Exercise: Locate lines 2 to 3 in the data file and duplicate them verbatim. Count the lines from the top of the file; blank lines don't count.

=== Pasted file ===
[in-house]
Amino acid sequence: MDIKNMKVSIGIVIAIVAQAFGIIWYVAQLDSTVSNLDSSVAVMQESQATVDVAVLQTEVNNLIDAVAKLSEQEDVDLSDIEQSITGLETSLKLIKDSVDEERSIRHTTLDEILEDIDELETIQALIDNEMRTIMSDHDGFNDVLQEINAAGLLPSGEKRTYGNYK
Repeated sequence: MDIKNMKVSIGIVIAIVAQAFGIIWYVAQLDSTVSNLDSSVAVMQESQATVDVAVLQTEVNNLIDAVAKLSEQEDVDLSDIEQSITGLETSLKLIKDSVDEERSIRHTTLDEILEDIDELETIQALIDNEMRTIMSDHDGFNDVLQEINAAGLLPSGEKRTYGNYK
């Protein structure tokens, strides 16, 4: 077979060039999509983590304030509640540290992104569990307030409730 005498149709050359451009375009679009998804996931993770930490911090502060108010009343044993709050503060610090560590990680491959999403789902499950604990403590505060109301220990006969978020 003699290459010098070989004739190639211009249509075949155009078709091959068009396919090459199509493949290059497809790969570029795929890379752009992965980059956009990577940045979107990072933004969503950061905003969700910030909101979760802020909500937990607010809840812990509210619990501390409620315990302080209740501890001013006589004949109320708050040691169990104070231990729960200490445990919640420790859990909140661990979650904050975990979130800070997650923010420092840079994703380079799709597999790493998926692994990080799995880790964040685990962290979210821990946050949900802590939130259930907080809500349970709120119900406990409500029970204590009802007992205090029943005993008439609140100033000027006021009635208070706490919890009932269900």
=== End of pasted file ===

Amino acid sequence: MDIKNMKVSIGIVIAIVAQAFGIIWYVAQLDSTVSNLDSSVAVMQESQATVDVAVLQTEVNNLIDAVAKLSEQEDVDLSDIEQSITGLETSLKLIKDSVDEERSIRHTTLDEILEDIDELETIQALIDNEMRTIMSDHDGFNDVLQEINAAGLLPSGEKRTYGNYK
Repeated sequence: MDIKNMKVSIGIVIAIVAQAFGIIWYVAQLDSTVSNLDSSVAVMQESQATVDVAVLQTEVNNLIDAVAKLSEQEDVDLSDIEQSITGLETSLKLIKDSVDEERSIRHTTLDEILEDIDELETIQALIDNEMRTIMSDHDGFNDVLQEINAAGLLPSGEKRTYGNYK